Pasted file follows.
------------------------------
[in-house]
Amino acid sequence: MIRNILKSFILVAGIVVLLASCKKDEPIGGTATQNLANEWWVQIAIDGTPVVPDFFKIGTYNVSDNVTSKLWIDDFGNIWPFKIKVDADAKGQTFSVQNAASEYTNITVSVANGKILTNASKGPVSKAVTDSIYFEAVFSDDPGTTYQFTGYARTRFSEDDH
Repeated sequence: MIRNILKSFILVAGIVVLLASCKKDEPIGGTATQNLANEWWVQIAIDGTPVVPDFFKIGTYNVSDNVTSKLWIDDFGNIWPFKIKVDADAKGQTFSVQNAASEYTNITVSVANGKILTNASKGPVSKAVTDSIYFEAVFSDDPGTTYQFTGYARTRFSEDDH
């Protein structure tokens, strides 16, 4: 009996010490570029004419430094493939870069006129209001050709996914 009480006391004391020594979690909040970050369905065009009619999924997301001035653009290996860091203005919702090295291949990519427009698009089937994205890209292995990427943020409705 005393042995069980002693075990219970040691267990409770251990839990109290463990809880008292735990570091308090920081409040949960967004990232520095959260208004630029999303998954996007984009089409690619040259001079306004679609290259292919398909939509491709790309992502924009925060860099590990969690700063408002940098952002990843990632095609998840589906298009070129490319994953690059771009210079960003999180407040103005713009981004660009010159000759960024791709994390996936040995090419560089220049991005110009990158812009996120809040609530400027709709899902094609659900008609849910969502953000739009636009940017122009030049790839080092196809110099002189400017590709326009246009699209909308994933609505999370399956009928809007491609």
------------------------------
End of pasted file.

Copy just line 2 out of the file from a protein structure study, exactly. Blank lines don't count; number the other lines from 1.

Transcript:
Amino acid sequence: MIRNILKSFILVAGIVVLLASCKKDEPIGGTATQNLANEWWVQIAIDGTPVVPDFFKIGTYNVSDNVTSKLWIDDFGNIWPFKIKVDADAKGQTFSVQNAASEYTNITVSVANGKILTNASKGPVSKAVTDSIYFEAVFSDDPGTTYQFTGYARTRFSEDDH